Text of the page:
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Practice Location: Urban Versus Rural

posted May 18, 2015, 1:36 PM by Explore More   [ updated Jun 4, 2015, 8:59 AM ]
When it comes to deciding where practice – whether it’s rural, suburban or urban – you will have options. That’s because demand for physicians is across the board in all areas, according to Merritt Hawkins, a national healthcare search and consulting firm.

It reports that 41 percent of the firm’s search assignments in 2013-2014 took place in communities of at least 100,000 people. Twenty-six percent were for communities between 25,000 and 100,000 and 33 percent were for communities under 25,000.

So because you have options, it comes down to your personal choices. Here are some considerations when deciding where to practice:  

Rural: In general, rural practices tend to be more patient-centered and less focused on pay for performance and metric elements. Doctors are more likely to identify with the patients and more easily convince them to follow medical treatments due to personal relationships.

Suburban: Physicians are more likely to have patients who are more educated and spend more time trying to be educated about their health. Patient and doctor relationships can be more business-like compared to rural areas. As a result, suburban patients tend not to accept the doctors’ orders simply because they are given. They may engage their physicians in conversations that are medically sophisticated. It may take more time to convince patients to take doctors’ orders as a result.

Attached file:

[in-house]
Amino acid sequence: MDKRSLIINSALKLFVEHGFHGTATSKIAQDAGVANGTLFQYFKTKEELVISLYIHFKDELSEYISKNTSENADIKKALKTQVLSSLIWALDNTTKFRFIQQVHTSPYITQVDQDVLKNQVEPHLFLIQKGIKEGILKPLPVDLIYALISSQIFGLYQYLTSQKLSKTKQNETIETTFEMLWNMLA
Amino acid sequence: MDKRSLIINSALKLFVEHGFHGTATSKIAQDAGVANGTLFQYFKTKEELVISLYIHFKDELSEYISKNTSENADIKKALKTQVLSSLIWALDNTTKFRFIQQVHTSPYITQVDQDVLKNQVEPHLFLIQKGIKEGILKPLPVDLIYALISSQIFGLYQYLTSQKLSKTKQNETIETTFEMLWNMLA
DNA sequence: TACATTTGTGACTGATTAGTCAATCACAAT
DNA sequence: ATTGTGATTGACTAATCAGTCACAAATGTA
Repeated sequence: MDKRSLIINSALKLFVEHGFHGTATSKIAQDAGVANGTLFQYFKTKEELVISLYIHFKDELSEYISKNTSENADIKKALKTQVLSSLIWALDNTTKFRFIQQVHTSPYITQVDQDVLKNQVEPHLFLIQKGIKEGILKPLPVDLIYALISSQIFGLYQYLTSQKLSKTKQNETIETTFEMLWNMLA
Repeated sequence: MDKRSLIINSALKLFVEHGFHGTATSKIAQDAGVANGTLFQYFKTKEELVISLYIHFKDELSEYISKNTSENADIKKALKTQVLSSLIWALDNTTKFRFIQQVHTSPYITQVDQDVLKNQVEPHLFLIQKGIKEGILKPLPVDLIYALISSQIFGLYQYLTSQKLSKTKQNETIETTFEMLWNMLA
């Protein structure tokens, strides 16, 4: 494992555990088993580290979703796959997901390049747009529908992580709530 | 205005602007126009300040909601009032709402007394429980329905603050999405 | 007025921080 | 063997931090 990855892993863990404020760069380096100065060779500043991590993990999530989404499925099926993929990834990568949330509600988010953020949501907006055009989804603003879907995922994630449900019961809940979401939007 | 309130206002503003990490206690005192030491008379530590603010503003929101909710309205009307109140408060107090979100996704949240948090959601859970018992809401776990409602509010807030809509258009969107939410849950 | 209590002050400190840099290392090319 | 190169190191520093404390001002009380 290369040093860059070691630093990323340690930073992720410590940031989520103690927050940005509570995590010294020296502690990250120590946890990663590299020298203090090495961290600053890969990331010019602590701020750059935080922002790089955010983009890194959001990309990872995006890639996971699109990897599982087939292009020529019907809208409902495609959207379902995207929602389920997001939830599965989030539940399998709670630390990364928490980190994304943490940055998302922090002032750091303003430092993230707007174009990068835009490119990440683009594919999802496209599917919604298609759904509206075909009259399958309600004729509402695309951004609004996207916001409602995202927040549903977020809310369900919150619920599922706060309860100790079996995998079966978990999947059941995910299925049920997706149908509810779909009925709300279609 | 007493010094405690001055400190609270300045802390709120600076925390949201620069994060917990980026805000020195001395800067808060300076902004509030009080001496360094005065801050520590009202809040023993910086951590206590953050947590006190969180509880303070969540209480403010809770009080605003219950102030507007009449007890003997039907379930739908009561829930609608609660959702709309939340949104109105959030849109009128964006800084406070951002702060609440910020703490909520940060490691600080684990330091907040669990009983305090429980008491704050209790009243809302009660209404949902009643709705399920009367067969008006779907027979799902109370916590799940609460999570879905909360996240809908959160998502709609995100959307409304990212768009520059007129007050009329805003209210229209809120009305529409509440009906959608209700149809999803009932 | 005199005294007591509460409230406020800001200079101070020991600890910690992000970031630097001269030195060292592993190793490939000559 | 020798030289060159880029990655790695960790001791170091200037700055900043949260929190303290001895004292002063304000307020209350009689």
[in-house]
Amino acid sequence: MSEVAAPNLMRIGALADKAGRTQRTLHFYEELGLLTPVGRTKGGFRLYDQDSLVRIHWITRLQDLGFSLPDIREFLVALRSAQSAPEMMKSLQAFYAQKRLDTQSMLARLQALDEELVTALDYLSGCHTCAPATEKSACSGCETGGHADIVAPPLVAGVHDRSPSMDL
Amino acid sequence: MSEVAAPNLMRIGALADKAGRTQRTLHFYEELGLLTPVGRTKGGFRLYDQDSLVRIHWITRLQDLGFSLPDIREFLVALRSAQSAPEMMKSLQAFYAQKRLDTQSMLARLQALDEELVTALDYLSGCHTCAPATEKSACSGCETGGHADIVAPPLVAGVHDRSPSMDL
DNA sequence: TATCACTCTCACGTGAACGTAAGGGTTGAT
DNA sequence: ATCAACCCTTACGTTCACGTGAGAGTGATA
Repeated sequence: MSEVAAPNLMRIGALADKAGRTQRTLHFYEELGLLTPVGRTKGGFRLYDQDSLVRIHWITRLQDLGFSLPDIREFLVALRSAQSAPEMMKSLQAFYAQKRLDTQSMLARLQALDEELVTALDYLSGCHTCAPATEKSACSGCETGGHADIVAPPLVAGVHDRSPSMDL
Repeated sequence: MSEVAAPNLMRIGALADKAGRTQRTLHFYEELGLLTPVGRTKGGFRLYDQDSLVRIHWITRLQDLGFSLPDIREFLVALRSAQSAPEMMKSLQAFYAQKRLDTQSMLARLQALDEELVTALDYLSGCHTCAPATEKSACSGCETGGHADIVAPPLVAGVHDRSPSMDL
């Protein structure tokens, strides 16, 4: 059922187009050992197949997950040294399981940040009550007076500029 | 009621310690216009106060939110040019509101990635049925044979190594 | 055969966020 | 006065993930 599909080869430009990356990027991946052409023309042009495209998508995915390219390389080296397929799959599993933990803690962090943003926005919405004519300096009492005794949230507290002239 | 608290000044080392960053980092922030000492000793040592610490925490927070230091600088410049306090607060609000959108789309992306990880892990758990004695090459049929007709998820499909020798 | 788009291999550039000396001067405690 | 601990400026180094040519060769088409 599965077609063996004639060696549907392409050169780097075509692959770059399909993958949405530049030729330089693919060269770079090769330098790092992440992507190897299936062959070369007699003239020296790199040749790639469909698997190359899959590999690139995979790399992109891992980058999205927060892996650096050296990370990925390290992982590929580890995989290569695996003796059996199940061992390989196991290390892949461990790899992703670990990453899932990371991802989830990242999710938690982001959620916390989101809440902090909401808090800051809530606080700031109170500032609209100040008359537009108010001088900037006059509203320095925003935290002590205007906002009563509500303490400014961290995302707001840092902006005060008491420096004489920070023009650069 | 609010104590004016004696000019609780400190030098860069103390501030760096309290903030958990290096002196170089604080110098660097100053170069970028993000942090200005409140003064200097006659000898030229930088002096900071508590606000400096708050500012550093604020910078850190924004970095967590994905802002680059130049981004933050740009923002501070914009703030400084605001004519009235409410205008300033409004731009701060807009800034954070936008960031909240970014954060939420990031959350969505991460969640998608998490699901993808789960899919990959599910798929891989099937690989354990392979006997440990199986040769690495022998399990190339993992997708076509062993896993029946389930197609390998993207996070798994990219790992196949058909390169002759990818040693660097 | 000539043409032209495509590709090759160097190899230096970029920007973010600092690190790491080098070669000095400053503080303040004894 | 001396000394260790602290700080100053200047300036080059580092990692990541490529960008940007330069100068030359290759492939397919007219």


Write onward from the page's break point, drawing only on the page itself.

Urban: Many times, doctors must combat poor access to resources and social economic apathy. It’s not that patients don’t care about their health, but they don’t have the money to do what doctors need them to do. Patients worry that they are going to run out of money and will be left hanging in the middle to treatment. Doctors may have to spend more time trying to find hospital resources to treat problems that patients have and getting patients to take ownership of their medical issues.